Correctional Health Care: Develop an Exposure Control Plan

Develop an Exposure Control Plan

Why is an Exposure Control Plan important?

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If one of your workers is exposed to an inmate’s blood, he or she may need to be examined and tested, undergo counseling and possibly treatment. Workers who are exposed to a bloodborne disease may have to take time off work to cope with the illness. This impacts your worker, his or her family, and other staff who may have to fill in.

An Exposure Control Plan is important because it helps you protect your workers from exposures to blood and other body fluids*. By protecting your workers, you also control exposure incident costs.

An Exposure Control Plan is meant to be a “living” document, used as a source of information for answering bloodborne pathogen-related questions and to help ensure exposure control activities are in place. If exposures to blood or other body fluids* are reasonably anticipated, you are required by the Occupational Safety and Health Administration (OSHA) Bloodborne Pathogens Standard to develop an Exposure Control Plan.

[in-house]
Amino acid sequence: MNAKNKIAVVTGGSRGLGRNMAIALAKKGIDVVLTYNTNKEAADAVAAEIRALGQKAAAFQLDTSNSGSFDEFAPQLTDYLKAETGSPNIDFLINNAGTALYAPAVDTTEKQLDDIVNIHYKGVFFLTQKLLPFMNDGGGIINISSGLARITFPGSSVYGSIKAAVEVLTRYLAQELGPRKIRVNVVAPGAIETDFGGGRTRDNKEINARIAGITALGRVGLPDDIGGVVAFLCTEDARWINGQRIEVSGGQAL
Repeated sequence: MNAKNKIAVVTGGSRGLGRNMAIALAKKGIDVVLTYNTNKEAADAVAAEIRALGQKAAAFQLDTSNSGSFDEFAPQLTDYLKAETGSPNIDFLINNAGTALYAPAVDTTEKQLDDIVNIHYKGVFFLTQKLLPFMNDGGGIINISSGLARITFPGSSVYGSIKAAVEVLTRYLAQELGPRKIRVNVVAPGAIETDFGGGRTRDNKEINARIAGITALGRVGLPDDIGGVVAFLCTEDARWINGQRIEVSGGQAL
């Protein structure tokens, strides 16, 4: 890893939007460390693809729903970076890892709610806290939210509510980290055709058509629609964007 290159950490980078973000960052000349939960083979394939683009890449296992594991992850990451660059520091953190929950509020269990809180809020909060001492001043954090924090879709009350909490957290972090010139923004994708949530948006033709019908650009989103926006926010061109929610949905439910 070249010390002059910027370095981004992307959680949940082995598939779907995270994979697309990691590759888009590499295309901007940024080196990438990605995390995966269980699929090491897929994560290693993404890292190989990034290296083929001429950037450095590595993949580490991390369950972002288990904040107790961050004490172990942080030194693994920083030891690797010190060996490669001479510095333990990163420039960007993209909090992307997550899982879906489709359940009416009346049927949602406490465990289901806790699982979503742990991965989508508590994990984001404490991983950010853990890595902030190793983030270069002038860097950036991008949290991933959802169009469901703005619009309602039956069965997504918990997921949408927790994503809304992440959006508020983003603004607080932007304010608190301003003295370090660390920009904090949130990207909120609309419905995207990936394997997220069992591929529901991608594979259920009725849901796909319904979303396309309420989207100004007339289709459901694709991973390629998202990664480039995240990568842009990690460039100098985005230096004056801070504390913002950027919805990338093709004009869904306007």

Be sure your facility’s Exposure Control Plan meets OSHA’s criteria

According to the OSHA Bloodborne Pathogens Standard, an Exposure Control Plan must meet certain criteria:

  • It must be written specifically for each facility1
  • It must be reviewed and updated at least yearly (to reflect changes such as new worker
  • positions or technology used to reduce exposures to blood or body fluids)1,2
  • It must be be readily available to all workers1,2

You must regularly educate your workers on the uses of the Exposure Control Plan and where it’s kept, so it is available when needed.2

OSHA developed a model template, the Model Plans and Programs for the OSHA Bloodborne Pathogens and Hazard Communications Standardspdf iconexternal icon, which includes a guide for creating an Exposure Control Plan that meets the requirements of the OSHA Bloodborne Pathogens Standard.

For a brochure that addresses common issues among correctional facilities’ Exposure Control Plans, download a copy of Protect Your Employees with an Exposure Control Planpdf icon.

* “Other body fluids” includes other potentially infectious material, such as semen, vaginal secretions, cerebrospinal, synovial, pleural, peritoneal, pericardial, and amniotic fluids, and any other body fluid that contains visible blood.

  1. OSHA (Occupational Safety and Health Administration) 2003. Model Plans and Programs for the OSHA Bloodborne Pathogens and Hazard Communications Standardspdf iconexternal icon.
  2. (29 CFR Part 1910.1030) Bloodborne Pathogen Standardexternal icon. Washington, DC: U.S. Department of Labor, Occupational Safety and Health Administration.
Page last reviewed: August 18, 2010